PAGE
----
Communication breakdown: New strategy may be valid alternative to traditional antibiotics

Jul 30, 2009

Certainly there is strength in numbers, but only if those numbers can effectively communicate with one another. Now, a new study finds that administration of a novel small molecule which effectively disrupts a key bacterial communication process protects an animal host from infection. The research, published by Cell Press in the July 31st issue of the journal Molecular Cell, may lead to more effective treatments for bacterial infection that won't encourage growth of treatment resistant bacteria.

Bacteria use a process called "quorum sensing" to communicate information about population density and to synchronously engage in group behaviors that promote bacterial pathogenesis. "Quorum sensing allows to collectively carry out tasks that would be unsuccessful if carried out by an individual bacterium acting alone," explains senior study author Dr. Bonnie L. Bassler from the Howard Hughes Medical Institute and the Department of at Princeton University.

During the process of quorum sensing, bacteria communicate via chemical signals called autoinducers. Autoinducers bind to receptors, called LuxR-type proteins, located inside the bacteria, or to receptors called LuxN proteins located in the bacterial membrane. In an earlier study, Dr. Bassler and colleagues discovered a class of small molecules that prevented a key autoinducer called acylhomoserine lactone (AHL) from binding to LuxN. Although LuxN and LuxR are not structurally similar, Dr. Bassler's team hypothesized that since both bind to AHLs, both may respond to the small molecule antagonists.

In the current study, the researchers demonstrated that the small molecule previously shown to block LuxN-type receptors is also a potent antagonist of LuxR receptors. This finding was somewhat surprising as these proteins are not evolutionarily related and exhibit vast differences in receptor localization, structure and signaling mechanisms. Importantly, the most potent antagonist protected nematode worms from quorum sensing-mediated killing by Chromobacterium violaceum, a human pathogen that frequently infects people through lacerated skin.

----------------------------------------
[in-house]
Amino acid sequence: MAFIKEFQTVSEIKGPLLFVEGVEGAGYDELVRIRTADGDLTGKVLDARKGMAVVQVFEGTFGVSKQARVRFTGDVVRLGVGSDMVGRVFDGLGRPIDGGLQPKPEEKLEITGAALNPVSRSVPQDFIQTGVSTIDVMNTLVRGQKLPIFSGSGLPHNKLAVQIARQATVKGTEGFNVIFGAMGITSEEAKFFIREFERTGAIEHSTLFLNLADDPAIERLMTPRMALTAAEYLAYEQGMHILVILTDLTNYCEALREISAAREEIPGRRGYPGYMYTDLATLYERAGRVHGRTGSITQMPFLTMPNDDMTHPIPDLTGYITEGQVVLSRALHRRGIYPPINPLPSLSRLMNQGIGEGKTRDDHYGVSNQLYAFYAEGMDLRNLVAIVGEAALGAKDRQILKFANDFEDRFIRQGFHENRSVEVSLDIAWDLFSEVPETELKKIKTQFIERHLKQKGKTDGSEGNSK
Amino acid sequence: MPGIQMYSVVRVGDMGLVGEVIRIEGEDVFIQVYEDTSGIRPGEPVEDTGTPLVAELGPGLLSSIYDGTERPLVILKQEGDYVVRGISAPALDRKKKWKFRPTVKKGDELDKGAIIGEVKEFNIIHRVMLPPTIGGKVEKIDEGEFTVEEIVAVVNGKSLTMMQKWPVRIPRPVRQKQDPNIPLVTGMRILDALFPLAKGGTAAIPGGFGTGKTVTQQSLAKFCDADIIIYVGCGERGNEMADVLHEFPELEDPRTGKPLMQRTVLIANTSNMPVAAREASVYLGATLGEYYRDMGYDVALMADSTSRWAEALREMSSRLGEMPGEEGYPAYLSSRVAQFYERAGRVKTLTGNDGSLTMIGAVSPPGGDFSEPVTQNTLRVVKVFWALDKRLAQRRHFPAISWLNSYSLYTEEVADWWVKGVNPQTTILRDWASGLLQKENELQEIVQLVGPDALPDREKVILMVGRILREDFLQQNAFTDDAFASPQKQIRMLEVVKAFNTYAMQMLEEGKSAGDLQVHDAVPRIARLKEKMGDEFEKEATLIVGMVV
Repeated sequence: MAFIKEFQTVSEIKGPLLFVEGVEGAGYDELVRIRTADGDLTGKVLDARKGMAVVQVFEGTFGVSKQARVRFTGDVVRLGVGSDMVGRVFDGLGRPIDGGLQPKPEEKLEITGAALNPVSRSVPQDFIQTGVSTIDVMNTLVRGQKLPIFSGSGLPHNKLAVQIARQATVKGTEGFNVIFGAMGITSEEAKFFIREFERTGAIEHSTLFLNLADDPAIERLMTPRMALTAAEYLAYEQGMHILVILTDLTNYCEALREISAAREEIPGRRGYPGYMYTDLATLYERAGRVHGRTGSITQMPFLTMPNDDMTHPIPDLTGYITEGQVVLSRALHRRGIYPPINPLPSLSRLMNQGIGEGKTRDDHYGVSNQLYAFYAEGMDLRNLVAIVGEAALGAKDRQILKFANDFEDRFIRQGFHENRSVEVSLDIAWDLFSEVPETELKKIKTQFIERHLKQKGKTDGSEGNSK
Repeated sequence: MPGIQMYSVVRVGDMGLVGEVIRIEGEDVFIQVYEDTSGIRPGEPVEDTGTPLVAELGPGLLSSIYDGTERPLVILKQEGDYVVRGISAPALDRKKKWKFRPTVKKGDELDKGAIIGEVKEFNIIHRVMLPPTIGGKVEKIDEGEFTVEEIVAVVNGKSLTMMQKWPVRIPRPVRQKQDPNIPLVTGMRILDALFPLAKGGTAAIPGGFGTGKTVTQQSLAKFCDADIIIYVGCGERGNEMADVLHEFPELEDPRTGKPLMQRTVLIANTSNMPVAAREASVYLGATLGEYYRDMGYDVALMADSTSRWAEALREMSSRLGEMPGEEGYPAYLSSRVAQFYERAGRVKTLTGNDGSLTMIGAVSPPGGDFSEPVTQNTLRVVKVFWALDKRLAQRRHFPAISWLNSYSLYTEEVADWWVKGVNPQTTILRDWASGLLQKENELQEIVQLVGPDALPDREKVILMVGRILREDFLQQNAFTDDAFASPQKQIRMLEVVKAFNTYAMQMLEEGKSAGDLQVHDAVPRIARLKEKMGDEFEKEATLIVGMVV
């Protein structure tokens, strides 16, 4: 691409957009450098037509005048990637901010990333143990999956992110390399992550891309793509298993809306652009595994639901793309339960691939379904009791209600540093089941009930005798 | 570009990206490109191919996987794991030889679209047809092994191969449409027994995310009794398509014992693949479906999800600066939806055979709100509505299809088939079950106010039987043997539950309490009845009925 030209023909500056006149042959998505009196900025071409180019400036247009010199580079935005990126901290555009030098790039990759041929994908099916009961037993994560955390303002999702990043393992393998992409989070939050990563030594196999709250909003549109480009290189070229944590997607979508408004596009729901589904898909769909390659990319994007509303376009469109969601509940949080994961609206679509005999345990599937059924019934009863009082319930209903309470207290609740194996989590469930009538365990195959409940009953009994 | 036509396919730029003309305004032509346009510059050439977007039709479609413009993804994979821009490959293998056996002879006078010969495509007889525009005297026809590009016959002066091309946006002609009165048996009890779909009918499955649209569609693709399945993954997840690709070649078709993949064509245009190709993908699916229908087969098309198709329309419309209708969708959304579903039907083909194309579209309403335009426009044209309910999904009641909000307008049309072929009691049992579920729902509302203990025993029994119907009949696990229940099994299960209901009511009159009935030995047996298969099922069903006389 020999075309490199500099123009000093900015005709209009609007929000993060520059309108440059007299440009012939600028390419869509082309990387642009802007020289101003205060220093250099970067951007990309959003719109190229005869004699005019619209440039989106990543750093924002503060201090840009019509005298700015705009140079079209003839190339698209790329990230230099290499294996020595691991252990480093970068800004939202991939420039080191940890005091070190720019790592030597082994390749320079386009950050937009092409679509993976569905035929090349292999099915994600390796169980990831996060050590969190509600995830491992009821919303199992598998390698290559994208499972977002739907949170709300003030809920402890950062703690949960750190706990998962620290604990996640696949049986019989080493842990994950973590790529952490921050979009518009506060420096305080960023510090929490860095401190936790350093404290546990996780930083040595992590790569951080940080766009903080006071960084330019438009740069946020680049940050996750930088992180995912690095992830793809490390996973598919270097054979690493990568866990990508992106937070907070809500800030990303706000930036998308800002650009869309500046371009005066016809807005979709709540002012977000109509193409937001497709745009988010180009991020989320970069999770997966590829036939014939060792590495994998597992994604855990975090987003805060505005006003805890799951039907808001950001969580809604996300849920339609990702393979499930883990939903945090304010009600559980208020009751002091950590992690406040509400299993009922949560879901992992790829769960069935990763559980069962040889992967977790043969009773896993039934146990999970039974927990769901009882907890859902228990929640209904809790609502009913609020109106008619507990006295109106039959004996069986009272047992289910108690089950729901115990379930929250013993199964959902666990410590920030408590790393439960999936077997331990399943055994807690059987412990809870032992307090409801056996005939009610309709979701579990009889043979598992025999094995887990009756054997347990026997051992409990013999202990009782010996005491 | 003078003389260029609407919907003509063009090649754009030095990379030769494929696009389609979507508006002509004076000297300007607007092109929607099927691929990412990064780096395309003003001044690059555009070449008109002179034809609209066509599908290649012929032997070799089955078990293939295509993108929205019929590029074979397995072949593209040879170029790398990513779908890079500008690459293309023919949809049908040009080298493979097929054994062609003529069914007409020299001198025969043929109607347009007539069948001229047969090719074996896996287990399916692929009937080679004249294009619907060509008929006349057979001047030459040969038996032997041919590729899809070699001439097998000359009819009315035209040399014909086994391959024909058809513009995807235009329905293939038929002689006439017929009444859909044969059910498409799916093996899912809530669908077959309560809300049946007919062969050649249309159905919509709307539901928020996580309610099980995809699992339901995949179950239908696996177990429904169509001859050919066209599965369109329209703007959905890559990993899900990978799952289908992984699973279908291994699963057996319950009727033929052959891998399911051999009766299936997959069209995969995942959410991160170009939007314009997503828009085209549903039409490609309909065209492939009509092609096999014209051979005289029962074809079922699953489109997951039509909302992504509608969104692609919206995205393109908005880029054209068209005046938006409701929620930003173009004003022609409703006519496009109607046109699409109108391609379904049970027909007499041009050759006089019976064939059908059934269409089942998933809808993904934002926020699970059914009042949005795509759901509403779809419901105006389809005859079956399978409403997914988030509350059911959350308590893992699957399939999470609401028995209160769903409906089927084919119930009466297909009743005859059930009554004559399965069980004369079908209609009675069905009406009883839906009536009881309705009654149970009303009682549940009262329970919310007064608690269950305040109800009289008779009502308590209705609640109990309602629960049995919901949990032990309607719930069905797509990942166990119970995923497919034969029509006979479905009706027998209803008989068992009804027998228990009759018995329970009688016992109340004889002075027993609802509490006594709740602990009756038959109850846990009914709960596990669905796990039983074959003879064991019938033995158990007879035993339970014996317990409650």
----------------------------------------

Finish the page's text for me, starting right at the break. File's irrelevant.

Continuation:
"Our results make a strong case and provide compelling evidence that an anti-quorum-sensing strategy is a valid alternative to traditional antibiotics and that there is merit to pursuing the clinical relevance of such strategies," offers Dr. Bassler. The work is also significant in that treatments based on disruption of quorum sensing interfere only with bacterial signaling and not growth, potentially minimizing the sometimes devastating development of bacteria that are resistant to treatment.

Source: Cell Press (news : web)

Explore further: Scientists unlock tangled mysteries of DNA

add to favorites email to friend print save as pdf

Related Stories

Toward a Rosetta Stone for Microbes' Secret Language

Dec 10, 2007

Scientists are on the verge of decoding the special chemical language that bacteria use to “talk” to each other, British researchers report in a commentary article that appeared in the November issue of ...

Scientists break cholera's lines of communication

Nov 14, 2007

A team of Princeton scientists has discovered a key mechanism in how bacteria communicate with each other, a pivotal breakthrough that could lead to treatments for cholera and other bacterial diseases.

Recommended for you

Scientists unlock tangled mysteries of DNA

9 hours ago

Chromosomal proteins hold the key to our DNA and they are changing, according to Jose Eirin-Lopez, marine sciences professor in the Florida International University Department of Biological Sciences.

Human and animal interaction identified in the viking age

14 hours ago

Since 2001, ancient DNA has been used in paleoparasitological studies to identify eggs found in soil samples from prehistoric periods, because identification cannot be done by morphological study alone. The species of human ...

User comments : 1

Adjust slider to filter visible comments by rank

Display comments: newest first

PPihkala
not rated yet Jul 30, 2009
And what would be the downsides of this approach? How does such a microbial fighter affect our microbiota inside each of our guts?

Please sign in to add a comment. Registration is free, and takes less than a minute. Read more

Click here to reset your password.
Sign in to get notified via email when new comments are made.